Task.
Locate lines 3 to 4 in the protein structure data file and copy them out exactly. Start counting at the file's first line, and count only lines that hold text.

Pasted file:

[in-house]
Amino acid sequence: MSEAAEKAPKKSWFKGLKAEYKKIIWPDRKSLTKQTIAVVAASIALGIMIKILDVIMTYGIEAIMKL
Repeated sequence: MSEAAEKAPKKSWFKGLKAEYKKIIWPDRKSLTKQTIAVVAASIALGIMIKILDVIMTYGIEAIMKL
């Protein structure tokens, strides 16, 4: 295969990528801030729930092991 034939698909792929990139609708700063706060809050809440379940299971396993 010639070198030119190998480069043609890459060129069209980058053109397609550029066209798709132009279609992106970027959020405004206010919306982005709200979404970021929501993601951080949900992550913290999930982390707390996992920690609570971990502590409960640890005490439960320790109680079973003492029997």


Repeated sequence: MSEAAEKAPKKSWFKGLKAEYKKIIWPDRKSLTKQTIAVVAASIALGIMIKILDVIMTYGIEAIMKL
């Protein structure tokens, strides 16, 4: 295969990528801030729930092991 034939698909792929990139609708700063706060809050809440379940299971396993 010639070198030119190998480069043609890459060129069209980058053109397609550029066209798709132009279609992106970027959020405004206010919306982005709200979404970021929501993601951080949900992550913290999930982390707390996992920690609570971990502590409960640890005490439960320790109680079973003492029997």